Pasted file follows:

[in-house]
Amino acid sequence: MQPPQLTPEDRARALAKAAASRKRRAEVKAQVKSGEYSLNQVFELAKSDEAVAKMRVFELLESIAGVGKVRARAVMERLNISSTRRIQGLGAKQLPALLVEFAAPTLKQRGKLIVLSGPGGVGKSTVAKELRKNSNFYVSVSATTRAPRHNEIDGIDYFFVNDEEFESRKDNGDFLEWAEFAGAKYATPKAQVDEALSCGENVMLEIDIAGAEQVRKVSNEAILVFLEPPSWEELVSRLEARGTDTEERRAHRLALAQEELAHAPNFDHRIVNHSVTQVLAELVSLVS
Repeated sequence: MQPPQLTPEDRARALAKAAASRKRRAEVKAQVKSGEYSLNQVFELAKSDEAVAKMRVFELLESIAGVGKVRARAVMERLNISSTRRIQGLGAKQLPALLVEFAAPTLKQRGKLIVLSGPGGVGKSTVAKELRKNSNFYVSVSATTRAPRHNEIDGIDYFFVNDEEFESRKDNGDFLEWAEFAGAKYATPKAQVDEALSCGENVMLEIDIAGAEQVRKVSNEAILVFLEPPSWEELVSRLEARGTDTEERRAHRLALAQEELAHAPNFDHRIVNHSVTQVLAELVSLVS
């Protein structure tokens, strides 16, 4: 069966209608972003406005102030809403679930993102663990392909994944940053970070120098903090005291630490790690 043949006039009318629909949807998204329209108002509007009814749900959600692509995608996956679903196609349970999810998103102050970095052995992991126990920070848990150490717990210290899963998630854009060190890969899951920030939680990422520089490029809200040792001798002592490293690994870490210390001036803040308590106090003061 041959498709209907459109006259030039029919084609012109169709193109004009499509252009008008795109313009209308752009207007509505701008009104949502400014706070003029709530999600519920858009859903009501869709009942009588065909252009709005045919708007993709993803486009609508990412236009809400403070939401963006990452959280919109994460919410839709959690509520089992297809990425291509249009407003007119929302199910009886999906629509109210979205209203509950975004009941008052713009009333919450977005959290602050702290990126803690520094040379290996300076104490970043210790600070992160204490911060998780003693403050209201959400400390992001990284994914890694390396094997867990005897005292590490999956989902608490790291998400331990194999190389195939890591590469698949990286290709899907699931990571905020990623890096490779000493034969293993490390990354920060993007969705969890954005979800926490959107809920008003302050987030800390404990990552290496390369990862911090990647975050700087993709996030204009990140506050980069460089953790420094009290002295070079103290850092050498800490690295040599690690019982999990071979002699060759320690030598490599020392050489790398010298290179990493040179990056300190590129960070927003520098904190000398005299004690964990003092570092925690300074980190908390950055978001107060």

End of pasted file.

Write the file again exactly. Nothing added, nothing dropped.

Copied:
[in-house]
Amino acid sequence: MQPPQLTPEDRARALAKAAASRKRRAEVKAQVKSGEYSLNQVFELAKSDEAVAKMRVFELLESIAGVGKVRARAVMERLNISSTRRIQGLGAKQLPALLVEFAAPTLKQRGKLIVLSGPGGVGKSTVAKELRKNSNFYVSVSATTRAPRHNEIDGIDYFFVNDEEFESRKDNGDFLEWAEFAGAKYATPKAQVDEALSCGENVMLEIDIAGAEQVRKVSNEAILVFLEPPSWEELVSRLEARGTDTEERRAHRLALAQEELAHAPNFDHRIVNHSVTQVLAELVSLVS
Repeated sequence: MQPPQLTPEDRARALAKAAASRKRRAEVKAQVKSGEYSLNQVFELAKSDEAVAKMRVFELLESIAGVGKVRARAVMERLNISSTRRIQGLGAKQLPALLVEFAAPTLKQRGKLIVLSGPGGVGKSTVAKELRKNSNFYVSVSATTRAPRHNEIDGIDYFFVNDEEFESRKDNGDFLEWAEFAGAKYATPKAQVDEALSCGENVMLEIDIAGAEQVRKVSNEAILVFLEPPSWEELVSRLEARGTDTEERRAHRLALAQEELAHAPNFDHRIVNHSVTQVLAELVSLVS
């Protein structure tokens, strides 16, 4: 069966209608972003406005102030809403679930993102663990392909994944940053970070120098903090005291630490790690 043949006039009318629909949807998204329209108002509007009814749900959600692509995608996956679903196609349970999810998103102050970095052995992991126990920070848990150490717990210290899963998630854009060190890969899951920030939680990422520089490029809200040792001798002592490293690994870490210390001036803040308590106090003061 041959498709209907459109006259030039029919084609012109169709193109004009499509252009008008795109313009209308752009207007509505701008009104949502400014706070003029709530999600519920858009859903009501869709009942009588065909252009709005045919708007993709993803486009609508990412236009809400403070939401963006990452959280919109994460919410839709959690509520089992297809990425291509249009407003007119929302199910009886999906629509109210979205209203509950975004009941008052713009009333919450977005959290602050702290990126803690520094040379290996300076104490970043210790600070992160204490911060998780003693403050209201959400400390992001990284994914890694390396094997867990005897005292590490999956989902608490790291998400331990194999190389195939890591590469698949990286290709899907699931990571905020990623890096490779000493034969293993490390990354920060993007969705969890954005979800926490959107809920008003302050987030800390404990990552290496390369990862911090990647975050700087993709996030204009990140506050980069460089953790420094009290002295070079103290850092050498800490690295040599690690019982999990071979002699060759320690030598490599020392050489790398010298290179990493040179990056300190590129960070927003520098904190000398005299004690964990003092570092925690300074980190908390950055978001107060």